"When our ideals and our fundamental values are being attacked, do we retreat or do we fight? I say we fight," Harris said, using that word about 20 times while vowing to press for comprehensive immigration reform, LGBT and women's rights, environmental protection and backed the black lives matter movement.

In California, Harris has been viewed as a rising star on the Democratic bench ever since she burst on the political scene.

She was born in Oakland to Jamaican and Indian immigrants who later divorced when she was 5. She was raised by her physician mother in Berkeley with her sister Maya, who went on to be a civil rights attorney and adviser to Hillary Clinton. (The girls visited their father, a Stanford University economics professor, in Palo Alto on weekends).

Harris's best friend since kindergarten, Stacey Johnson-Batiste, told me Harris has always had a fierce, strong-willed quality about her -- one that she has seen on display during her friend's first weeks in Washington. Johnson-Batiste recalled Harris defending her from a bully in kindergarten by confronting him directly.

"She stood up to him, even then, and he picked up a rock and hit her in the head," Johnson-Batiste said. “Kamala has been this way ever since we were kids. She speaks out for what's right; she's always had a really good moral compass."

After attending Howard University, Harris went to UC Hastings College of Law in San Francisco and built her resume as a prosecutor in Alameda County and San Francisco, trying gritty cases that included crimes against children, assault and murder.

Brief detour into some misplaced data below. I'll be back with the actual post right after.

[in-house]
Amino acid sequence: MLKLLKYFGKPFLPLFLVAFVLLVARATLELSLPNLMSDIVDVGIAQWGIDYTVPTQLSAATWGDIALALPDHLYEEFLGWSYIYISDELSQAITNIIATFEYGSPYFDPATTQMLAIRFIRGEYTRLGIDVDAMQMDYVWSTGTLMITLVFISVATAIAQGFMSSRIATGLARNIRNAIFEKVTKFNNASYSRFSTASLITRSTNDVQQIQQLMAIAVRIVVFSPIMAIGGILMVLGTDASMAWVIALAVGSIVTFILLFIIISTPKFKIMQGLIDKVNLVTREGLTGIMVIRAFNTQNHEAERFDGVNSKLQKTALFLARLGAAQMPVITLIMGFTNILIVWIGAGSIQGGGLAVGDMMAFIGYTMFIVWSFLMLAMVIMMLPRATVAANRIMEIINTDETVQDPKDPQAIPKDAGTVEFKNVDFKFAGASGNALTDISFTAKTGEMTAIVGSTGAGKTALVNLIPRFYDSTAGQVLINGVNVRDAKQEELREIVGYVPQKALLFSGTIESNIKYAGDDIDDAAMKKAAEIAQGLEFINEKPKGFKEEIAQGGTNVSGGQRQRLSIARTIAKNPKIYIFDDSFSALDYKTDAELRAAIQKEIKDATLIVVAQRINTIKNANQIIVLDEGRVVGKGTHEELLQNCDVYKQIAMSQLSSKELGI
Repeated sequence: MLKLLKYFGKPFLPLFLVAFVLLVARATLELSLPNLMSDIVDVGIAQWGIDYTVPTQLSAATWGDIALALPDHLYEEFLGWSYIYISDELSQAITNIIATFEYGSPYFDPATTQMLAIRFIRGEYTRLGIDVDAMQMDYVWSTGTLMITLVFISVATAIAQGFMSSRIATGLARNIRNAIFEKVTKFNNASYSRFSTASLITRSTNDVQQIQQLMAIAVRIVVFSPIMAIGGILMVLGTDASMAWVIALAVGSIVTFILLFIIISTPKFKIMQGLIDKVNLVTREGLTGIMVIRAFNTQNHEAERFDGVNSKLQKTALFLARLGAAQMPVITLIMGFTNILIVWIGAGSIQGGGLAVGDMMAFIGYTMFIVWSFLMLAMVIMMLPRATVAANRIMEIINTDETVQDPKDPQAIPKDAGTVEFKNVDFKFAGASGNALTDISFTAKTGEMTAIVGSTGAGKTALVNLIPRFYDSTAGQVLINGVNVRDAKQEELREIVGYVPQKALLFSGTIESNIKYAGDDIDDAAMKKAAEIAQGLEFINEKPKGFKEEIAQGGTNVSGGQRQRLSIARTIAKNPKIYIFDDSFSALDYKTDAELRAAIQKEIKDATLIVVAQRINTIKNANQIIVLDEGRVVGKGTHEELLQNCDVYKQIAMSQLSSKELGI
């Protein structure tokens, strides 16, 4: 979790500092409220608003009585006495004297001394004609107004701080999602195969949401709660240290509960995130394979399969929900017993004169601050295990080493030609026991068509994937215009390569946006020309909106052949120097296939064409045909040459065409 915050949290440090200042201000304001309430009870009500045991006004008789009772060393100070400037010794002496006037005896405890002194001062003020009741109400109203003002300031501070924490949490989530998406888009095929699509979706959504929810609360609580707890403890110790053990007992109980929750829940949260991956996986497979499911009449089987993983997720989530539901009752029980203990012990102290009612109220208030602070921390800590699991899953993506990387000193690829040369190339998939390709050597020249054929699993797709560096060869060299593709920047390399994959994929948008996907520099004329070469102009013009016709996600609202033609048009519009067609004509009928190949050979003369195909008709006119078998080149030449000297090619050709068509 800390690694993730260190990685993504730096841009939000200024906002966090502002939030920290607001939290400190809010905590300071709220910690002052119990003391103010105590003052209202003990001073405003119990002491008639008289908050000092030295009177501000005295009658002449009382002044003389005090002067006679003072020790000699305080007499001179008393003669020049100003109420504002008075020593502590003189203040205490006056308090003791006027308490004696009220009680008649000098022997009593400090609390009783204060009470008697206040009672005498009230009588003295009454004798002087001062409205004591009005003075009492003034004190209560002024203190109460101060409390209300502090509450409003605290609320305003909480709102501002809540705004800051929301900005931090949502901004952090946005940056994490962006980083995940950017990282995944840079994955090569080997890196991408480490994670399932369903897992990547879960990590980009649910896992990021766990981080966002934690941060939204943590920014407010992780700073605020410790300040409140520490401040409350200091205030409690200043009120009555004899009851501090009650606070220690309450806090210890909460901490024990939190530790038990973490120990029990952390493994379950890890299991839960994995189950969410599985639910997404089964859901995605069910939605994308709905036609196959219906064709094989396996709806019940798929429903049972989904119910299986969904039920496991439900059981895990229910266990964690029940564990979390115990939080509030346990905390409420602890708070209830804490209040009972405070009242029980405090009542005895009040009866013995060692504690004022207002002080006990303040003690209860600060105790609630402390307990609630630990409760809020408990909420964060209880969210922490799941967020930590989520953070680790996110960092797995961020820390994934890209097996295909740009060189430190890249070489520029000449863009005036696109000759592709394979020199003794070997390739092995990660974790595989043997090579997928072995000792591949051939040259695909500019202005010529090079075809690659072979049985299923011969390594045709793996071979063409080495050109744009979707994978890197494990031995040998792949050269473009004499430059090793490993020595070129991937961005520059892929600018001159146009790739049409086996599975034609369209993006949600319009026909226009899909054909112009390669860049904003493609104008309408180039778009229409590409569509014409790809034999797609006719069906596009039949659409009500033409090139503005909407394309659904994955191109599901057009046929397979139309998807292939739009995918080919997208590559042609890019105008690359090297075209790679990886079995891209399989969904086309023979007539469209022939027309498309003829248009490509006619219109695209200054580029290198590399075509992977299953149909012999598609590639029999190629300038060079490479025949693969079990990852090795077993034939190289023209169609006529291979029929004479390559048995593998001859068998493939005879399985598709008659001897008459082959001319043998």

"I knew then, in the mid-1990s, that she was on her way." -- Stacey Johnson-Batiste, Harris' childhood friend

Johnson-Batiste lived with Harris in Oakland during those years when she was a young attorney. "I would see her every morning, suited, with her briefcase, walking with a purpose up to the courthouse," she said. "I knew then, in the mid-1990s, that she was on her way."

When Harris began dabbling in politics and decided to run for District Attorney of San Francisco in 2003, she counted the powerful longtime state Assembly Speaker Willie Brown among her mentors. Brown and Harris had dated years before, and her opponent, incumbent district attorney Terence Hallinan, tried to paint her as a part of his political machine. She defeated Hallinan, and, at 39, became the first woman to hold that job.